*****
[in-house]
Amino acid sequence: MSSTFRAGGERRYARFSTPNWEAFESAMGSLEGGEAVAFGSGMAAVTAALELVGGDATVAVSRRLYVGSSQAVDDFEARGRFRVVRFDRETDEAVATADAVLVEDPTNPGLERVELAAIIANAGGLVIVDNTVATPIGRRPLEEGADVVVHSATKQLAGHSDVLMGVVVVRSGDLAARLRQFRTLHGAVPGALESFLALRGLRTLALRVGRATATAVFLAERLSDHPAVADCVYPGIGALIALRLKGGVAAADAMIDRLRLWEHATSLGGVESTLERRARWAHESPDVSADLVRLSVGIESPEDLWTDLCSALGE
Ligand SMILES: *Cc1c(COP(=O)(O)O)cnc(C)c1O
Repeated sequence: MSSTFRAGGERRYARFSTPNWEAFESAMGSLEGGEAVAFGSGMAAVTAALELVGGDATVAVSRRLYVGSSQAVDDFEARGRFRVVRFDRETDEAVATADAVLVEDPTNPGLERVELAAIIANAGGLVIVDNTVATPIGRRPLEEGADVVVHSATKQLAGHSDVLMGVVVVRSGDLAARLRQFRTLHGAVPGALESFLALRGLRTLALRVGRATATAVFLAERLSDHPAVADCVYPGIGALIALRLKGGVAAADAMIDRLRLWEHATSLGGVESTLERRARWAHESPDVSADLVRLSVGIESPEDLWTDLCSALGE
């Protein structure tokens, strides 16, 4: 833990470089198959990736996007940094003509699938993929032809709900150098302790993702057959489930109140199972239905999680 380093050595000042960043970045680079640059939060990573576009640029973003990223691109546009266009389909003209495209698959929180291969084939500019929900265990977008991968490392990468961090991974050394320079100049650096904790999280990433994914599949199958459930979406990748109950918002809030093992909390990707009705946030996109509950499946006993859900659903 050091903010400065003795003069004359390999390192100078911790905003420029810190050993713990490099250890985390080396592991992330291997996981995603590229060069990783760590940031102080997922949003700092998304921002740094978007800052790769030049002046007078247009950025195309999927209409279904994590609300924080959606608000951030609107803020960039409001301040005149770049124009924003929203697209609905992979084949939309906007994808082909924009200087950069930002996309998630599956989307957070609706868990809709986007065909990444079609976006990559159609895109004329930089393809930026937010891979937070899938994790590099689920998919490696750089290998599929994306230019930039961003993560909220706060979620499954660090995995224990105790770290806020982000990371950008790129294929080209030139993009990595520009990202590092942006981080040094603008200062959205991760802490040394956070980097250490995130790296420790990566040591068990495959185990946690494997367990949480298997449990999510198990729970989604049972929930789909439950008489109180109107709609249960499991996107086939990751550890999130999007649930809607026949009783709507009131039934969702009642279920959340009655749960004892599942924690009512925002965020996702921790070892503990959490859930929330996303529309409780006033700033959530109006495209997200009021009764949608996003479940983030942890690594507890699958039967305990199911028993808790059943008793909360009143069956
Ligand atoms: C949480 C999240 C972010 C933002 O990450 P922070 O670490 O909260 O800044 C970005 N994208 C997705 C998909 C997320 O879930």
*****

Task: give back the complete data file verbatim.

[in-house]
Amino acid sequence: MSSTFRAGGERRYARFSTPNWEAFESAMGSLEGGEAVAFGSGMAAVTAALELVGGDATVAVSRRLYVGSSQAVDDFEARGRFRVVRFDRETDEAVATADAVLVEDPTNPGLERVELAAIIANAGGLVIVDNTVATPIGRRPLEEGADVVVHSATKQLAGHSDVLMGVVVVRSGDLAARLRQFRTLHGAVPGALESFLALRGLRTLALRVGRATATAVFLAERLSDHPAVADCVYPGIGALIALRLKGGVAAADAMIDRLRLWEHATSLGGVESTLERRARWAHESPDVSADLVRLSVGIESPEDLWTDLCSALGE
Ligand SMILES: *Cc1c(COP(=O)(O)O)cnc(C)c1O
Repeated sequence: MSSTFRAGGERRYARFSTPNWEAFESAMGSLEGGEAVAFGSGMAAVTAALELVGGDATVAVSRRLYVGSSQAVDDFEARGRFRVVRFDRETDEAVATADAVLVEDPTNPGLERVELAAIIANAGGLVIVDNTVATPIGRRPLEEGADVVVHSATKQLAGHSDVLMGVVVVRSGDLAARLRQFRTLHGAVPGALESFLALRGLRTLALRVGRATATAVFLAERLSDHPAVADCVYPGIGALIALRLKGGVAAADAMIDRLRLWEHATSLGGVESTLERRARWAHESPDVSADLVRLSVGIESPEDLWTDLCSALGE
């Protein structure tokens, strides 16, 4: 833990470089198959990736996007940094003509699938993929032809709900150098302790993702057959489930109140199972239905999680 380093050595000042960043970045680079640059939060990573576009640029973003990223691109546009266009389909003209495209698959929180291969084939500019929900265990977008991968490392990468961090991974050394320079100049650096904790999280990433994914599949199958459930979406990748109950918002809030093992909390990707009705946030996109509950499946006993859900659903 050091903010400065003795003069004359390999390192100078911790905003420029810190050993713990490099250890985390080396592991992330291997996981995603590229060069990783760590940031102080997922949003700092998304921002740094978007800052790769030049002046007078247009950025195309999927209409279904994590609300924080959606608000951030609107803020960039409001301040005149770049124009924003929203697209609905992979084949939309906007994808082909924009200087950069930002996309998630599956989307957070609706868990809709986007065909990444079609976006990559159609895109004329930089393809930026937010891979937070899938994790590099689920998919490696750089290998599929994306230019930039961003993560909220706060979620499954660090995995224990105790770290806020982000990371950008790129294929080209030139993009990595520009990202590092942006981080040094603008200062959205991760802490040394956070980097250490995130790296420790990566040591068990495959185990946690494997367990949480298997449990999510198990729970989604049972929930789909439950008489109180109107709609249960499991996107086939990751550890999130999007649930809607026949009783709507009131039934969702009642279920959340009655749960004892599942924690009512925002965020996702921790070892503990959490859930929330996303529309409780006033700033959530109006495209997200009021009764949608996003479940983030942890690594507890699958039967305990199911028993808790059943008793909360009143069956
Ligand atoms: C949480 C999240 C972010 C933002 O990450 P922070 O670490 O909260 O800044 C970005 N994208 C997705 C998909 C997320 O879930």